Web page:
Scandinavian summer is bright, beautiful, abundant, but short making Midsummer one of the most favorite and long awaited folk festivals in Sweden. On the longest day of the summer, most swedish residents leave the cities to celebrate Midsummer in the nature, in the manner of their distant ancestors.
In my first year in Sweden I had no idea what Midsummer was all about, and the fact that most places were closed during the holiday made me cross. On my second Midsummer, my husband took us to Sigtuna, a small, but beautiful fairy tale like city which is said to be the first oldest city in Sweden founded in 970. It is this town where I first got to know the festival a bit better, and pretty much liked it. This year, it’s my third and conciously celebrated Midsummer. Namely, now I have better understanding of Swedish culture and traditions which allows me to enjoy the holidays and have fun!
The holiday is celebrated on Friday between 20 and 26 June. Midsommarstång, or maypole, which is the center of celebrations, is decorated with greenery and flowers. It is placed in the most known part in town for people to sing and dance around. The festival starts at around 12:00 p.m when family and friends gather in a chosen park or achipelago. They often bring food with them, have a small picnic, or make flower crowns before actual festivities start. Peope are invited to join the circle around the maypole to sing and dance. Sometimes, a group of people wearing traditional Swedish dress start the festival doing folk dance. One of the famous songs sung during the festival is Små Grodorna (The Little Frogs) when people jump around the maypole pretending to be frogs.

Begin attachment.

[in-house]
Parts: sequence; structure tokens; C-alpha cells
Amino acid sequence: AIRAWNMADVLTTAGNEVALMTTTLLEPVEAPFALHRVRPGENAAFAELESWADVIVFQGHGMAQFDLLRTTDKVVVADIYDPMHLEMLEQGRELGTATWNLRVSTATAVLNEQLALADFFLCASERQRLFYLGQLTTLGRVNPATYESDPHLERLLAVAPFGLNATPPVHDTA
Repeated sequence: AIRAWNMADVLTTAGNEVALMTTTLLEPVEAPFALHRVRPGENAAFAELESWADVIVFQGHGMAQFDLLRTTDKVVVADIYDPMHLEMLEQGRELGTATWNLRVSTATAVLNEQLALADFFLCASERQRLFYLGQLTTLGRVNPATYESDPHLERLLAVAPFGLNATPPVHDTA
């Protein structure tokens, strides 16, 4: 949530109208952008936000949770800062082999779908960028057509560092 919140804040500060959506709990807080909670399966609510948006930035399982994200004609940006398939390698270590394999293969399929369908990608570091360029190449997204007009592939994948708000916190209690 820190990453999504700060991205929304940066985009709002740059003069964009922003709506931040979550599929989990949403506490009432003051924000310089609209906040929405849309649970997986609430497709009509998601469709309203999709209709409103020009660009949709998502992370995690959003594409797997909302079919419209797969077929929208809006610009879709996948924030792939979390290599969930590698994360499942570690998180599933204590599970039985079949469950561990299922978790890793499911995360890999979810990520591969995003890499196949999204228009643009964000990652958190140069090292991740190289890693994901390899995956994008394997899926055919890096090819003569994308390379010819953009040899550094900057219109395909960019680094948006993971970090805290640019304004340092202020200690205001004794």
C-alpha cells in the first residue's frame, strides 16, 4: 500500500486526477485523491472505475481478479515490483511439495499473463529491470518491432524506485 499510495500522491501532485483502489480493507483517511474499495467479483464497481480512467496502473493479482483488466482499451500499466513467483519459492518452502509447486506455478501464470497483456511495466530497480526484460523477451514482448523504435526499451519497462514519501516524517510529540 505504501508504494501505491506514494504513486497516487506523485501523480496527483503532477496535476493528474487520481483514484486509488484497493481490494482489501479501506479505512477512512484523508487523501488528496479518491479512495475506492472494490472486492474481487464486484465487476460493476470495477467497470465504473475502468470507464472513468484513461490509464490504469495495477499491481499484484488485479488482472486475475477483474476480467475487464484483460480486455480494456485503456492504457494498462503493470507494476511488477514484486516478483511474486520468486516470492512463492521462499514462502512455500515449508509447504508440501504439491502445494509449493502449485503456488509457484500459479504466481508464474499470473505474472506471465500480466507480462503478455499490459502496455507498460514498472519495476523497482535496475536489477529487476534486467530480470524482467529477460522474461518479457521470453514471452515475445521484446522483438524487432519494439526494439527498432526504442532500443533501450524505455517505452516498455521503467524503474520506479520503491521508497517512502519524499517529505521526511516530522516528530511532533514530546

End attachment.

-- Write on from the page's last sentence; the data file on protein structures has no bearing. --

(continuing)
Many, especially newcomers, want to experience holidays to the fullest. They often choose to visit popular destinations with best programs. We, being one of them, initially went to Skansen. But unbelievably long queues, that took people hours to get in, made us change the plan, and head to Vaxholm. It’s a historical archipelago town, with beautiful well-preserved houses. It has a nice park called Lägret where we went to experience Midsummer 2019.